Thursday, July 4, 2013

Visualizing alt-coins

I've been teaching myself a Javascript visualization library called D3. It gives the chart creator an incredible degree of control in making interactive web-based charts. My previous interactive charts, including my interactive Eurosystem balance sheet tool, have all used the Google Vizualization API, which is far less powerful than D3.

You may want to read my last post was on bitcoin alternatives in order to understand what I'm trying to get at in this post. In visualizing the cryptocoin market, I think it's important to convey information about both the relative size of each cryptocoin and the date on which it was born. In doing so I'm trying to illustrate how being the first mover engenders network effects -- early cryptocoins tend to attract the largest market share. I also want to capture the mini boom in new coins since May 2013. Below I've pasted a D3 visualization of this data. Users can interact with it by hovering the mouse over each circle. The code is here.

I'm sure that chart nerds will accuse me of unnecessarily using a circle chart. The areas of circles are not as easily compared by our eye as, say, lines with differing heights. A quick glance immediately picks up height differentials -- it takes more effort to pick out area differentials. Far better would be to use a chart like this:

The logarithmic scale in the above line chart adds resolution by rendering each alt-coin's bar more comparable to what would otherwise be a humongous bitcoin bar. If I had time, I'd allow the user to zoomover the busy part in 2013. The problem with this chart is that the lines get jumbled together when the births of new coins comes in bunches. In this respect, the circle chart is superior to the line chart since it can easily handle simultaneous births by overlaying the circles one on top of the other.

The other problem with my line chart is it really doesn't convey the sheer size of bitcoin. I think the circle chart is pretty successful in this respect. The blue dot that represents BTC is virtually spilling off the page. When I came up with the design for the circle chart, I was thinking about the chart below:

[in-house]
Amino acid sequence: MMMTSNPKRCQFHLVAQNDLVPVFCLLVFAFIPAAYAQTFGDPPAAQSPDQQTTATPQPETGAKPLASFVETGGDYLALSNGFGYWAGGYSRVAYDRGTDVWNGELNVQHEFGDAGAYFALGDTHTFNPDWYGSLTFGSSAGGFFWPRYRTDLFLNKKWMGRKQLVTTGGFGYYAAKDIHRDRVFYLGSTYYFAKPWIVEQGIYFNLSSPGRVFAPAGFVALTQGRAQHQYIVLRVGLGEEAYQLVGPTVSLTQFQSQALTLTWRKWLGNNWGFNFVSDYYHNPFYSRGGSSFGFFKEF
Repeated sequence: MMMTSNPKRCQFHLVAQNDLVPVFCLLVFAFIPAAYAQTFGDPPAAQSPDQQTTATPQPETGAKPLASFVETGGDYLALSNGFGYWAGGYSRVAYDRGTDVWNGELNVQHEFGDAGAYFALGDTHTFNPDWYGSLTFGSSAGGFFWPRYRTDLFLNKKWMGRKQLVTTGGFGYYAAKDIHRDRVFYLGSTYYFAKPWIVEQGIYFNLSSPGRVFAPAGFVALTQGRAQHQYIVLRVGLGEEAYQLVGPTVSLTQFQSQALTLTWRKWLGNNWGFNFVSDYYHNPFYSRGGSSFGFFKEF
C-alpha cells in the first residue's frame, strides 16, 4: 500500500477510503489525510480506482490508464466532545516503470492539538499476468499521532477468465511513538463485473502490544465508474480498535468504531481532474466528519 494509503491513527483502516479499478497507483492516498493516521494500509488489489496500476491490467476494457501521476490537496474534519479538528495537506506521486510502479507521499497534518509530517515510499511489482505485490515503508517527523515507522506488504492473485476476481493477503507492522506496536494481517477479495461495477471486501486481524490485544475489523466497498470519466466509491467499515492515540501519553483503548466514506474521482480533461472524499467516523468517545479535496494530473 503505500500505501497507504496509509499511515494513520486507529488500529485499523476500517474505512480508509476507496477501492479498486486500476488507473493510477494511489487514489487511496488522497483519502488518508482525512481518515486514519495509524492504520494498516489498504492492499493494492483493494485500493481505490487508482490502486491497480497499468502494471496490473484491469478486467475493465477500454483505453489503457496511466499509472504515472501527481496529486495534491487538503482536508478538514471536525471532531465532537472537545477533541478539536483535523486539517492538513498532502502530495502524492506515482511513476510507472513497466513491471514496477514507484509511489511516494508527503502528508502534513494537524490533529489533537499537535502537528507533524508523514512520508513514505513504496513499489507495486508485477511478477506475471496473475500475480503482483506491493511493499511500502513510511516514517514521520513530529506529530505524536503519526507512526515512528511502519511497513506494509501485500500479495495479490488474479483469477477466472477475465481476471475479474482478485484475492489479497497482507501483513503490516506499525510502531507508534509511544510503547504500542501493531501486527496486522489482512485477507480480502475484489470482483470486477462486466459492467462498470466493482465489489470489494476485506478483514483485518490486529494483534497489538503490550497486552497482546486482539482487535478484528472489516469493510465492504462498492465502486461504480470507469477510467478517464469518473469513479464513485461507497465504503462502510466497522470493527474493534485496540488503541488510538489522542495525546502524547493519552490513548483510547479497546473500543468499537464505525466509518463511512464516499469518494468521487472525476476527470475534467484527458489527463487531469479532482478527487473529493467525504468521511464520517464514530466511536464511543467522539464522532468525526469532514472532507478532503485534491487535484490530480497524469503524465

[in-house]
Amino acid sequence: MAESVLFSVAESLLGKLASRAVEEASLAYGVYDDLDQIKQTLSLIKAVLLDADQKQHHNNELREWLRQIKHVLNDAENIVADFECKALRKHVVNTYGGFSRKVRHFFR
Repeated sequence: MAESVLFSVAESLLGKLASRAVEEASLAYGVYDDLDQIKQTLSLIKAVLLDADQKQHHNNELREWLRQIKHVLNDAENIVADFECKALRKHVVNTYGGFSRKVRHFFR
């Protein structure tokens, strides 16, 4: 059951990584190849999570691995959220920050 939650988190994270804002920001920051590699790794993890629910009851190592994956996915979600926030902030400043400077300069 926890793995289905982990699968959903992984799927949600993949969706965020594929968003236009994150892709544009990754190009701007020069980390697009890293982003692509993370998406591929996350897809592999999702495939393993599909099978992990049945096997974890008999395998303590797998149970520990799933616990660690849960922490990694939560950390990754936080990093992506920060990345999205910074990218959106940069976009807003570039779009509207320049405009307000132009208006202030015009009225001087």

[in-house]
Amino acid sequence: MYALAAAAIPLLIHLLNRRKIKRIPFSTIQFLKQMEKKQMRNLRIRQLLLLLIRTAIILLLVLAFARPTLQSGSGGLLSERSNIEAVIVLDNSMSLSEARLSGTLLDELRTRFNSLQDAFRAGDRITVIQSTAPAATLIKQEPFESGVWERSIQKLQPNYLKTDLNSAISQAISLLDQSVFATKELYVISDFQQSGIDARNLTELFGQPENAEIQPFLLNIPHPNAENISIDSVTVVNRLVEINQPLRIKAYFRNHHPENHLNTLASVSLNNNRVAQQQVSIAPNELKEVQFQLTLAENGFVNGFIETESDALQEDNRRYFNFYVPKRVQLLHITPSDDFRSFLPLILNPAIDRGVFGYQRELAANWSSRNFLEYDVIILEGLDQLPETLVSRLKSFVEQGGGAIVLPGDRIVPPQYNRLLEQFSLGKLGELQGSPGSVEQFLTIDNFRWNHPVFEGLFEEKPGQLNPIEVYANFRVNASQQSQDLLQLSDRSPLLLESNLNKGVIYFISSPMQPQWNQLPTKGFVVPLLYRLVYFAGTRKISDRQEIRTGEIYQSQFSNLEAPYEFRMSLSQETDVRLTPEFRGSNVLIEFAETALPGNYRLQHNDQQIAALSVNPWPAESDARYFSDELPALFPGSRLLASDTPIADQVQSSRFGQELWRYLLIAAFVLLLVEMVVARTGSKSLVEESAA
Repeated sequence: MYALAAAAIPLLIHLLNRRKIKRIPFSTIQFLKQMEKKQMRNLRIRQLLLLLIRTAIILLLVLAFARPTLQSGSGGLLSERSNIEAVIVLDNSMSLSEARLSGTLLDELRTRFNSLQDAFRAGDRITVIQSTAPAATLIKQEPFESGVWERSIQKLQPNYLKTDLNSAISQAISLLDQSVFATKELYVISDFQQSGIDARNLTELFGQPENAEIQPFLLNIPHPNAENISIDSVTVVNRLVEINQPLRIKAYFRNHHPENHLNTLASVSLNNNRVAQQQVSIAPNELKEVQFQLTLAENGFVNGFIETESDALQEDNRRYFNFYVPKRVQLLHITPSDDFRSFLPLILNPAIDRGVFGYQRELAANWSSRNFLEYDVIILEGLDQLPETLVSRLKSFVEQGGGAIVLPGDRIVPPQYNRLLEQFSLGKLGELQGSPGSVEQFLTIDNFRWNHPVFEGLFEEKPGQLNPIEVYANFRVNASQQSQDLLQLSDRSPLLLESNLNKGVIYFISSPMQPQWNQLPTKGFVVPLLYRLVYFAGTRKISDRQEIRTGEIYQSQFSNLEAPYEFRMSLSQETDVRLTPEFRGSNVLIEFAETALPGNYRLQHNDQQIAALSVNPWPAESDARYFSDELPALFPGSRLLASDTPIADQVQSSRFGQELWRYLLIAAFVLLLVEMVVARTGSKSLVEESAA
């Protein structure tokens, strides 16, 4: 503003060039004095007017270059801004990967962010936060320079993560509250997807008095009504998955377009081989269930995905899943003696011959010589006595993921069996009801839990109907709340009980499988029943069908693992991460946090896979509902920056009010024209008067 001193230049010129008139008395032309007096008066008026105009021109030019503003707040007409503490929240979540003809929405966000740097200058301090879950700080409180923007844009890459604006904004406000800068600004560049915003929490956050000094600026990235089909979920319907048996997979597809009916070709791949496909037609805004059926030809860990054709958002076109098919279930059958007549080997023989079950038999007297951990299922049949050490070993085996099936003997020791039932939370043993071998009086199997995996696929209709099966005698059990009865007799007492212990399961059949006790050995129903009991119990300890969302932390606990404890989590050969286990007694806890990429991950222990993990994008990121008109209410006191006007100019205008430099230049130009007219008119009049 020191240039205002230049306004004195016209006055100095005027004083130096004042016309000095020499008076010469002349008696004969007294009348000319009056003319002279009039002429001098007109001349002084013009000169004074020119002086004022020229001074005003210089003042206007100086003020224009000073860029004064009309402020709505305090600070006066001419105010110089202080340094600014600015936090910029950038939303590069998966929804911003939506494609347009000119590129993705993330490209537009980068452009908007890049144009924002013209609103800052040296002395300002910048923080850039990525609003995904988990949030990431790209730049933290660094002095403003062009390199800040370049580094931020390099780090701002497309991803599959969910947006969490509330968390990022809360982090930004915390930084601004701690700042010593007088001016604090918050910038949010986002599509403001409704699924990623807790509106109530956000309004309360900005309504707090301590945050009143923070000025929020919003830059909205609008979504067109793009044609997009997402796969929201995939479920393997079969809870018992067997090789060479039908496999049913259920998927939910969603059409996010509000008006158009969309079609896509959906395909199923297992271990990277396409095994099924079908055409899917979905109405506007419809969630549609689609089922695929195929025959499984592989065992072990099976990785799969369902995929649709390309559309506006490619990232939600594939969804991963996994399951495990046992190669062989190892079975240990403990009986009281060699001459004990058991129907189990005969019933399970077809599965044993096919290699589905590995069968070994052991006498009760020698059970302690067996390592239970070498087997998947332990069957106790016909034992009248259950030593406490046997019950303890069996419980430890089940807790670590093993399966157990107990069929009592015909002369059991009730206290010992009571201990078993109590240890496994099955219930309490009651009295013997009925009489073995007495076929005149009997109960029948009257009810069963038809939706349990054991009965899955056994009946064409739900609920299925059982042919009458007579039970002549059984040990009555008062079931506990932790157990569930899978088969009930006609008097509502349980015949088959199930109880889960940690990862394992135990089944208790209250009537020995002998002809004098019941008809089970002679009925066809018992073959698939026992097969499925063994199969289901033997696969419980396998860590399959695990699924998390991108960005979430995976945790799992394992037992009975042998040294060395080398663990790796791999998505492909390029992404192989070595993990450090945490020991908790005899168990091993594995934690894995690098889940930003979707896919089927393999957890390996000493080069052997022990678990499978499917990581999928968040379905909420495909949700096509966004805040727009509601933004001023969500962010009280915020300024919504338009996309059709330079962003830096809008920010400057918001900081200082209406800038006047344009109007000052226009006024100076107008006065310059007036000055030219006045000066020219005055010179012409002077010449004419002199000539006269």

Bitcoin is like the sun. The alternatives are still wimpy planets.


  1. The circle-areas work great for the intended purpose!

    Would be neat to work in a few other treatments of time.

    For example, plot all current-caps as circles at a rightmost 'now', and project prior capitalizations (as fainter diameters) back to to the left to moment-of-origin, on a calendar-time scale.

    Or, compare growths-over-time in age. (Which alt-coins are larger than Bitcoin was, at the same age?)

    1. Yes, it would be nice to see growths-over-time-in-age. Sort of like:

  2. you should do a circle diagram which includes the US dollar.

  3. This comment has been removed by the author.

  4. This classic TED talk shows the most comprehensive use of the bubble manner of visualizing data over time.

  5. Hi! I just wanted to ask if you ever have any problems with hackers?
    My last blog (wordpress) was hacked and I ended up losing several weeks of hard work due to no data
    backup. Do you have any solutions to protect against hackers?

    Visit my webpage :: clash of clans hack

  6. Nice graph! Yes, areas make comparisons harder but the solar system metaphor makes your design very worthwhile, specially with the spilling over.

    Interestingly, we seem to be in a period of consolidation in this latest slow boom (by bitcoin's standards). When you wrote this litecoin's market cap was 5.7% of bitcoin's, currently it is 4%. Nowadays bitcoin accounts for ~92% of the total value of altcoins.

    (On the other hand, the celestial bodies are volumes, not areas... and everything else in the solar system doesn't even account for 1% of the sun's mass. ;)

    Playing with Gordon Mohr's idea of time... what about a coin solar system where the orbits are a comet trail of former marekt caps, waxing and waining?